Anyone who tried to portscan us is locked out for an entire day.
sudo iptables -A INPUT -m recent --name portscan --rcheck --seconds 86400 -j DROP sudo iptables -A FORWARD -m recent --name portscan --rcheck --seconds 86400 -j DROP
Once the day has passed, remove them from the portscan list.
sudo iptables -A INPUT -m recent --name portscan --remove sudo iptables -A FORWARD -m recent --name portscan --remove
These rules add scanners to the portscan list, and log the attempt.
sudo iptables -A INPUT -p tcp -m tcp --dport 139 -m recent --name portscan --set -j LOG --log-prefix "Portscan:" sudo iptables -A INPUT -p tcp -m tcp --dport 139 -m recent --name portscan --set -j DROP sudo iptables -A FORWARD -p tcp -m tcp --dport 139 -m recent --name portscan --set -j LOG --log-prefix "Portscan:" sudo iptables -A FORWARD -p tcp -m tcp --dport 139 -m recent --name portscan --set -j DROP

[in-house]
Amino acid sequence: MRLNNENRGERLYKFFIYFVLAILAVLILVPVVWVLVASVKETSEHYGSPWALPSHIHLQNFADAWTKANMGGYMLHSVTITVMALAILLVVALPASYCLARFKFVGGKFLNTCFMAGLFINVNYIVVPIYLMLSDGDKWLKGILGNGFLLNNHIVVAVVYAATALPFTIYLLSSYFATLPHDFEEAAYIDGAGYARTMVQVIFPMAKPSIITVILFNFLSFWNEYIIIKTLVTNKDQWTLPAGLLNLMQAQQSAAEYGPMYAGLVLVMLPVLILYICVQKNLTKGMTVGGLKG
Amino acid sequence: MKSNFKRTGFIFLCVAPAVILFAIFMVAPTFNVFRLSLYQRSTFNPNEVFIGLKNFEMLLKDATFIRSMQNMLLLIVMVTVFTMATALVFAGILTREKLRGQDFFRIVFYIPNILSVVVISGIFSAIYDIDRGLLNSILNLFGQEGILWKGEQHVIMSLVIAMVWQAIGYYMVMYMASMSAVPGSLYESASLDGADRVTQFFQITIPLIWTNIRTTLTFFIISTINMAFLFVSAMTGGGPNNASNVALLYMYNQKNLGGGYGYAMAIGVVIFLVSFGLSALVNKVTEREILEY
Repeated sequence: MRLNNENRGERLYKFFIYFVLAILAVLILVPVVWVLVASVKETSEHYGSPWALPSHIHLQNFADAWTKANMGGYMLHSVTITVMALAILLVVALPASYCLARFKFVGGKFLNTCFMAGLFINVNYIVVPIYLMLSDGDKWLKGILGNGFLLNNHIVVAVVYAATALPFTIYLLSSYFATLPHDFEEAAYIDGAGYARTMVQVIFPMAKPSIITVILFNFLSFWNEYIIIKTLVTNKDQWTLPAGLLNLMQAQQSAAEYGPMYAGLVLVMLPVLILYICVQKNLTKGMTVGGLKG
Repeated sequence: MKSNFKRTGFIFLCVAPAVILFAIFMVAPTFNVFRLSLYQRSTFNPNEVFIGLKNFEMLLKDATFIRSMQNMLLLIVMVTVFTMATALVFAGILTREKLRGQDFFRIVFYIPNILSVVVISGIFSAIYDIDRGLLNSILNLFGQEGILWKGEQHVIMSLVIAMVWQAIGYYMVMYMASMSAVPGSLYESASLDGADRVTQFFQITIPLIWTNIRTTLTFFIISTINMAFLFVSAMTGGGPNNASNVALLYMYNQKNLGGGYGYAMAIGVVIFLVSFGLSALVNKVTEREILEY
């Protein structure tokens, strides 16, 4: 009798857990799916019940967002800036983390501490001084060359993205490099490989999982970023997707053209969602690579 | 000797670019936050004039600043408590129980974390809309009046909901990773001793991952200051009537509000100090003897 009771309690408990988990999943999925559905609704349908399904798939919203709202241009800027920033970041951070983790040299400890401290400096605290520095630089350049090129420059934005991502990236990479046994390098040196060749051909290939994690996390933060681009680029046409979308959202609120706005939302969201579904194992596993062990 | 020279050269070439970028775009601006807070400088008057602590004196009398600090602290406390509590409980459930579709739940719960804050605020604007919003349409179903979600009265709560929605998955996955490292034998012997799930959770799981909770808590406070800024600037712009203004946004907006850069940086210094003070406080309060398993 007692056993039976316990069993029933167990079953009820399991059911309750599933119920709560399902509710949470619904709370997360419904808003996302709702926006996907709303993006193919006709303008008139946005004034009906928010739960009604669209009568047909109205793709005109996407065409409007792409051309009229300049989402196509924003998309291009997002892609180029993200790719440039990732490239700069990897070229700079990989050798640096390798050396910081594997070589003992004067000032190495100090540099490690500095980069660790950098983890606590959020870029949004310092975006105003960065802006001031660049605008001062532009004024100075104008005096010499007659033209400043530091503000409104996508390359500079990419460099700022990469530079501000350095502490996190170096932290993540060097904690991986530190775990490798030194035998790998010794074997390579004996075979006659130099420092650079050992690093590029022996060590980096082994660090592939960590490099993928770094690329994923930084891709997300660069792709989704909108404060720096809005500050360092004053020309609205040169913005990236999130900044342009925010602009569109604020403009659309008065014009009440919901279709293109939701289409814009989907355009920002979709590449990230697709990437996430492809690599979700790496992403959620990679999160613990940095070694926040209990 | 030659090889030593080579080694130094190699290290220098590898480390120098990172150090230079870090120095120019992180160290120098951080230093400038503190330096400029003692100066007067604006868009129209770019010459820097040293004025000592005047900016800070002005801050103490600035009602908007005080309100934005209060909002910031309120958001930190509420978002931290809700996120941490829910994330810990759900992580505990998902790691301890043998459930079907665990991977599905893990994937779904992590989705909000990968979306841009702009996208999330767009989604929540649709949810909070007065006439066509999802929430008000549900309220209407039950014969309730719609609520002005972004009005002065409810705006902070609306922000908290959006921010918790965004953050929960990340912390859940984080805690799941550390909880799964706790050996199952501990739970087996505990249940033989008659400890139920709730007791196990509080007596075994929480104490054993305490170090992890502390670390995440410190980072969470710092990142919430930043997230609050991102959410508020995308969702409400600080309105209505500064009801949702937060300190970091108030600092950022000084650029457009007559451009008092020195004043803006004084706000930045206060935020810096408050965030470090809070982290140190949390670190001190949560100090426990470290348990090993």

Force SYN packets check
sudo iptables -A INPUT -p tcp ! --syn -m state --state NEW -j DROP
Drop all NULL packets
sudo iptables -A INPUT -p tcp --tcp-flags ALL NONE -j DROP
As mentioned above, changes made manually to the IPTables config need to be saved using the command:
sudo iptables-save > /pathname
OK, I think this is enough for this installment. Honestly, this was a lot of work. Someone should create a distro that has all of this configured right out of the gate. I’m sure someone has, but doing all of this work has been very educational. Next time I’m going to set up backups so I don’t have to go through this again!